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Biocommunicability: THE NEOLIBERAL SUBJECT AND ITS CONTRADICTIONS IN NEWS COVERAGE OF HEALTH ISSUES

Biocommunicability: THE NEOLIBERAL SUBJECT AND ITS CONTRADICTIONS IN NEWS COVERAGE OF HEALTH ISSUES Charles L. Briggs and Daniel C. Hallin How does one inhabit the mediated body? Biopolitics and biosociality form crucial loci for exploring contemporary subjectivities, rationalities, technologies, forms of embodiment, forms of care for the “self,” and schemes of self-surveillance and self-regulation.1 Recent scholarship suggests that biopolitics and citizenship are co-constitutive: constructions of citizenship and how individuals and populations get interpellated by them shape access to health and vice versa.2 Sanitary citizenship — the ways that states read bodies and bodily practices and assess the biomedical knowledge of individuals and populations — constitutes an increasingly important site for regulating and rationalizing access to privileges of citizenship.3 Becoming a “carrier” of an infectious disease or getting designated as being “at risk” provides a sign of biopolitical pathology. Diseases that have been connected with inequality and citizenship for two centuries, such as cholera and tuberculosis, now take their place as “reemerging” maladies alongside “emerging” diseases like HIV/AIDS and “Asian bird flu.”4 Displacement of organs from poor to rich, bodies of color to white, is promoting a transnational regime of biovalue as well as transforming definitions of body, self, life, and death.5 Participation in clinical trials and access to pharmaceuticals — and http://www.deepdyve.com/assets/images/DeepDyve-Logo-lg.png Social Text Duke University Press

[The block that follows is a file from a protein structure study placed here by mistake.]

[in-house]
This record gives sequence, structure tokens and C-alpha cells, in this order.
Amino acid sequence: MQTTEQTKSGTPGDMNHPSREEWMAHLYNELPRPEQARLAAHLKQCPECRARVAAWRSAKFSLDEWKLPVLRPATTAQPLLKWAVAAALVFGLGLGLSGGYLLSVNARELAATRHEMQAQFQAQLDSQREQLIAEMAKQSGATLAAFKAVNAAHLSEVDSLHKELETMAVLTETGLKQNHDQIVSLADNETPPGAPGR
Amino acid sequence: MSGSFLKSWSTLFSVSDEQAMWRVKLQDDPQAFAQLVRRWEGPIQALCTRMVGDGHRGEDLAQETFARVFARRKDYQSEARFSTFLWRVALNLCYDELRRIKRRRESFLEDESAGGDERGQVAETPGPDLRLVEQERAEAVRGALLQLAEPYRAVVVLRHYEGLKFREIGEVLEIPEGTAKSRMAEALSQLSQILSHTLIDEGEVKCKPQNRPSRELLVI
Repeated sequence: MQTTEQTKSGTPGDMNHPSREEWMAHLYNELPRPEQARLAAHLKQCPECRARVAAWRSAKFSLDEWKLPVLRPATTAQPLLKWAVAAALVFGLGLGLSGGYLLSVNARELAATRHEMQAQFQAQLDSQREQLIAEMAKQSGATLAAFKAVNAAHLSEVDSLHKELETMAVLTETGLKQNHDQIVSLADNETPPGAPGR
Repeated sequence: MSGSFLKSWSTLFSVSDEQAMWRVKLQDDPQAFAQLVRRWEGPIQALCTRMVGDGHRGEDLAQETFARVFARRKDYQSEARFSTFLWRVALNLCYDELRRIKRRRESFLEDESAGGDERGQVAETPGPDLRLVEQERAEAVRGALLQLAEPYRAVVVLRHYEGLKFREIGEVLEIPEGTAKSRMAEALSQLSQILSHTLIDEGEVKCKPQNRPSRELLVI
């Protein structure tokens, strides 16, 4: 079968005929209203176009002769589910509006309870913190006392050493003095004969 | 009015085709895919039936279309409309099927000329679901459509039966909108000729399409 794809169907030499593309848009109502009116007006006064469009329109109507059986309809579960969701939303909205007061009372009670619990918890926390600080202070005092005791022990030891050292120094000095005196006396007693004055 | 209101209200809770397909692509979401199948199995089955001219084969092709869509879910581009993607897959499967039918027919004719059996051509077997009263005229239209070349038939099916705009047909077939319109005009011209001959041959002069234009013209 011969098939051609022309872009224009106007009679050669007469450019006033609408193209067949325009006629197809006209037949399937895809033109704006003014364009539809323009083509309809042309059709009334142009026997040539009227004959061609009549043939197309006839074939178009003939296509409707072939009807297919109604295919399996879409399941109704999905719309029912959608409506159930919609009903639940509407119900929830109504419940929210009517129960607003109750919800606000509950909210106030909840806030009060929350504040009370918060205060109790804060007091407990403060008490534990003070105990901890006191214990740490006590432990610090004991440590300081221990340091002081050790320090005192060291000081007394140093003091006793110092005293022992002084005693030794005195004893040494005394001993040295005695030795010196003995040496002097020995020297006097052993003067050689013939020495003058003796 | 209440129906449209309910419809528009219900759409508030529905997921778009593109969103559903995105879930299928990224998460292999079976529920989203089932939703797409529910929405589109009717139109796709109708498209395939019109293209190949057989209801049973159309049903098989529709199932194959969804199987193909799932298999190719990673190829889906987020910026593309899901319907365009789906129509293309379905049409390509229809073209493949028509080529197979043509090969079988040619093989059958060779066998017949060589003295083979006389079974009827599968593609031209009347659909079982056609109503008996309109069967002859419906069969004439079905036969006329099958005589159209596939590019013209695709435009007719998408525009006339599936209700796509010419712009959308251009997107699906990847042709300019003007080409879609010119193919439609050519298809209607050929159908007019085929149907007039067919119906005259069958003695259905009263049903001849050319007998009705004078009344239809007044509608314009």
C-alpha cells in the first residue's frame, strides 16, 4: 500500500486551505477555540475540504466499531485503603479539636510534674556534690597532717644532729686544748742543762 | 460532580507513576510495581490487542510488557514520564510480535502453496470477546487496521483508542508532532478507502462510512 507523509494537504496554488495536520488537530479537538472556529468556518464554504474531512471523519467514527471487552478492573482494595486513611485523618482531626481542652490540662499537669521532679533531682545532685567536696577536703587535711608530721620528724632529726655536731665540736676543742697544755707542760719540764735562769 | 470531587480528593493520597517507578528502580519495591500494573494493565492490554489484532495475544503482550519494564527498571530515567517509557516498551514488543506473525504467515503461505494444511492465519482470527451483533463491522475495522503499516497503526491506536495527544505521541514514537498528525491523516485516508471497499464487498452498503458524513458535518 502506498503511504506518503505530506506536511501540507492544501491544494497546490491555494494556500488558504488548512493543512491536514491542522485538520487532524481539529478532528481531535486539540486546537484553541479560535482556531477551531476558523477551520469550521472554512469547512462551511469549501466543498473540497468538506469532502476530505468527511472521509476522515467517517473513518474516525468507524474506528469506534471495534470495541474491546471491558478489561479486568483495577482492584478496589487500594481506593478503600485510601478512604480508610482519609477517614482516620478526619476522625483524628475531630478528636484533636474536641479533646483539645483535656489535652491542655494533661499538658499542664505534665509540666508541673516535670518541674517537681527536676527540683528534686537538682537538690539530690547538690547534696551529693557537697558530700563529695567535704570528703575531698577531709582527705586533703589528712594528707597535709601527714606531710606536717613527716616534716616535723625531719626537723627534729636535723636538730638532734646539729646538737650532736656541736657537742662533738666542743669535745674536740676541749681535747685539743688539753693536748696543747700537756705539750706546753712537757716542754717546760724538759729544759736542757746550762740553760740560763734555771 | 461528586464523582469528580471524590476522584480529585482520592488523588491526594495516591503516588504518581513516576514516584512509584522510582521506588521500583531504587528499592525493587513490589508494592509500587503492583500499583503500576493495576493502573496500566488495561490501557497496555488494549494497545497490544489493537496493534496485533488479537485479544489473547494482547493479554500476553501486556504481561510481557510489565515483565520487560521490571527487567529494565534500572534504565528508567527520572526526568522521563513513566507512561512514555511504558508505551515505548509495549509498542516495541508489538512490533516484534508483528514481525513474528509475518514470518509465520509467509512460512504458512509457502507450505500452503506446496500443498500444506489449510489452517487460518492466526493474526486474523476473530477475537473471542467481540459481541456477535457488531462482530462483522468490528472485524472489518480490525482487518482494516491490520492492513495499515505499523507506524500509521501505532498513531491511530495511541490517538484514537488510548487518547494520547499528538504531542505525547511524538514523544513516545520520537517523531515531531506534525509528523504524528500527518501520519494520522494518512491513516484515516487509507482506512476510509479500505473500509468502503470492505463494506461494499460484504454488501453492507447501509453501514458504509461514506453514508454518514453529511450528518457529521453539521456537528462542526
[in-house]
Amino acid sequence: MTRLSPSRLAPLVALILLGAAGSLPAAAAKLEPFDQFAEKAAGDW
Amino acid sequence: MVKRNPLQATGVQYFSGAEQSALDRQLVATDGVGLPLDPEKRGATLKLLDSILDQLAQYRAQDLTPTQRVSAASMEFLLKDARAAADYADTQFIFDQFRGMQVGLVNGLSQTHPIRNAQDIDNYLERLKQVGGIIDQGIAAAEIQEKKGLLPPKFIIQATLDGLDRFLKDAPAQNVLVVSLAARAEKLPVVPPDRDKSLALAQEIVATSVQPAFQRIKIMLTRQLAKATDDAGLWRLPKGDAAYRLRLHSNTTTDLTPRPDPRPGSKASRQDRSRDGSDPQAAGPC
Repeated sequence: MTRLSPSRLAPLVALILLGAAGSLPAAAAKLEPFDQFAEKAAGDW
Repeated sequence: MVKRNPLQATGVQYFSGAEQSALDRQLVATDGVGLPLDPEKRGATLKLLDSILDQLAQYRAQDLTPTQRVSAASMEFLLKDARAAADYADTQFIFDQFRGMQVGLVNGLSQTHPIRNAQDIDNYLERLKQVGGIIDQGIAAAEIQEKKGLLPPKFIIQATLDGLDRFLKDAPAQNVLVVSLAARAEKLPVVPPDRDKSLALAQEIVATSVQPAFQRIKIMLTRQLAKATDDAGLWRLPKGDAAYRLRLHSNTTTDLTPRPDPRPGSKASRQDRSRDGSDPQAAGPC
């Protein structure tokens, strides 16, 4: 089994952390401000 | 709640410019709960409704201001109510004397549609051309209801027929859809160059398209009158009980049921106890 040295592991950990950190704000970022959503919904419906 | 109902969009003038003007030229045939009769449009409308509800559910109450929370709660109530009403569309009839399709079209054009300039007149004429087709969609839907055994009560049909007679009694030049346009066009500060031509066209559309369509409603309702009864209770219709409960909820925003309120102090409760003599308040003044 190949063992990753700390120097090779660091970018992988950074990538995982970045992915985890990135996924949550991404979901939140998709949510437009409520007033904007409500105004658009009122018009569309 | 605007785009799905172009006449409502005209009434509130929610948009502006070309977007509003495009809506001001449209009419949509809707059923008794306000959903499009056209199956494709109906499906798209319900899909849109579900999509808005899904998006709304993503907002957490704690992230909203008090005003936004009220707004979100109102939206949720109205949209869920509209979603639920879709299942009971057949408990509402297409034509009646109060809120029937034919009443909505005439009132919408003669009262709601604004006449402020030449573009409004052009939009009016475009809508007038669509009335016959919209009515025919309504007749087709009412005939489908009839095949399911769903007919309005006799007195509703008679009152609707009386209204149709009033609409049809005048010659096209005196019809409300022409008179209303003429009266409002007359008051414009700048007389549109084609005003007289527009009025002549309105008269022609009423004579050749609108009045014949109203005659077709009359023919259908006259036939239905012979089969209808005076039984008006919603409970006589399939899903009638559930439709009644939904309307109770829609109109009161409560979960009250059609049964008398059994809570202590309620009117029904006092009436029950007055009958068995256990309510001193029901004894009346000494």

Biocommunicability: THE NEOLIBERAL SUBJECT AND ITS CONTRADICTIONS IN NEWS COVERAGE OF HEALTH ISSUES

Social Text , Volume 25 (4 93) – Dec 1, 2007

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Publisher
Duke University Press
Copyright
Copyright 2007 by Duke University Press
ISSN
0164-2472
eISSN
1527-1951
DOI
10.1215/01642472-2007-011
Publisher site
See Article on Publisher Site

Abstract

Charles L. Briggs and Daniel C. Hallin How does one inhabit the mediated body? Biopolitics and biosociality form crucial loci for exploring contemporary subjectivities, rationalities, technologies, forms of embodiment, forms of care for the “self,” and schemes of self-surveillance and self-regulation.1 Recent scholarship suggests that biopolitics and citizenship are co-constitutive: constructions of citizenship and how individuals and populations get interpellated by them shape access to health and vice versa.2 Sanitary citizenship — the ways that states read bodies and bodily practices and assess the biomedical knowledge of individuals and populations — constitutes an increasingly important site for regulating and rationalizing access to privileges of citizenship.3 Becoming a “carrier” of an infectious disease or getting designated as being “at risk” provides a sign of biopolitical pathology. Diseases that have been connected with inequality and citizenship for two centuries, such as cholera and tuberculosis, now take their place as “reemerging” maladies alongside “emerging” diseases like HIV/AIDS and “Asian bird flu.”4 Displacement of organs from poor to rich, bodies of color to white, is promoting a transnational regime of biovalue as well as transforming definitions of body, self, life, and death.5 Participation in clinical trials and access to pharmaceuticals — and

Journal

Social TextDuke University Press

Published: Dec 1, 2007

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